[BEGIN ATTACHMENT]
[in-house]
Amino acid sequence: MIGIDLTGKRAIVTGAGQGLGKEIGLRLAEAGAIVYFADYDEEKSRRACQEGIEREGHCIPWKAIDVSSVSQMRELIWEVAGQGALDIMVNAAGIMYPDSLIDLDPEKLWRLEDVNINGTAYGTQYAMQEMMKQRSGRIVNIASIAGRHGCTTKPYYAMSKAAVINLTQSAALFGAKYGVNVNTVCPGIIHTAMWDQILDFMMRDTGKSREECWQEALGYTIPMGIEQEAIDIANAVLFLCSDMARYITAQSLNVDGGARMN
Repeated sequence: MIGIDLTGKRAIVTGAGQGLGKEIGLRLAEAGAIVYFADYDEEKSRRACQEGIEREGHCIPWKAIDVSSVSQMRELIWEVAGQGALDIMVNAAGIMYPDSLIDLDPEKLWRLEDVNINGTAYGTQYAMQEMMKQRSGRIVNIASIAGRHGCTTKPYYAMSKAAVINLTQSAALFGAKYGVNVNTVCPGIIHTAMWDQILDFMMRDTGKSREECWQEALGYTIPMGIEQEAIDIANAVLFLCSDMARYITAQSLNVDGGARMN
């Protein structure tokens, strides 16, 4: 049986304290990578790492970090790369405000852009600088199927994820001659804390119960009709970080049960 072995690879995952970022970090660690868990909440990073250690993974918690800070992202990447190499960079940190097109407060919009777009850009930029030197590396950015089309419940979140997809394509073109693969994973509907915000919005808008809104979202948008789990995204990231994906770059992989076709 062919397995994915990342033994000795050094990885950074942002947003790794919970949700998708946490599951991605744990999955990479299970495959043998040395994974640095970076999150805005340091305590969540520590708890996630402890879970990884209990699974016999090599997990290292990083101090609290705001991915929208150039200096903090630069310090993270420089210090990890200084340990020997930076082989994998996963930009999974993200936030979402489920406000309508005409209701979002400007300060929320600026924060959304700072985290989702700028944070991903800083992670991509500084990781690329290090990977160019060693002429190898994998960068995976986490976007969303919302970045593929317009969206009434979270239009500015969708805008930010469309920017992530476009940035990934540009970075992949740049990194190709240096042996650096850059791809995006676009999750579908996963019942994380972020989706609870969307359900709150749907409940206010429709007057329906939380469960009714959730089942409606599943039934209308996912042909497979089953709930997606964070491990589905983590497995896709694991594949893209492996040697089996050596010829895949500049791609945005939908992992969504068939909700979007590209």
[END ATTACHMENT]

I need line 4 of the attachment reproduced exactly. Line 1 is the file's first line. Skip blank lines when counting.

């Protein structure tokens, strides 16, 4: 049986304290990578790492970090790369405000852009600088199927994820001659804390119960009709970080049960 072995690879995952970022970090660690868990909440990073250690993974918690800070992202990447190499960079940190097109407060919009777009850009930029030197590396950015089309419940979140997809394509073109693969994973509907915000919005808008809104979202948008789990995204990231994906770059992989076709 062919397995994915990342033994000795050094990885950074942002947003790794919970949700998708946490599951991605744990999955990479299970495959043998040395994974640095970076999150805005340091305590969540520590708890996630402890879970990884209990699974016999090599997990290292990083101090609290705001991915929208150039200096903090630069310090993270420089210090990890200084340990020997930076082989994998996963930009999974993200936030979402489920406000309508005409209701979002400007300060929320600026924060959304700072985290989702700028944070991903800083992670991509500084990781690329290090990977160019060693002429190898994998960068995976986490976007969303919302970045593929317009969206009434979270239009500015969708805008930010469309920017992530476009940035990934540009970075992949740049990194190709240096042996650096850059791809995006676009999750579908996963019942994380972020989706609870969307359900709150749907409940206010429709007057329906939380469960009714959730089942409606599943039934209308996912042909497979089953709930997606964070491990589905983590497995896709694991594949893209492996040697089996050596010829895949500049791609945005939908992992969504068939909700979007590209």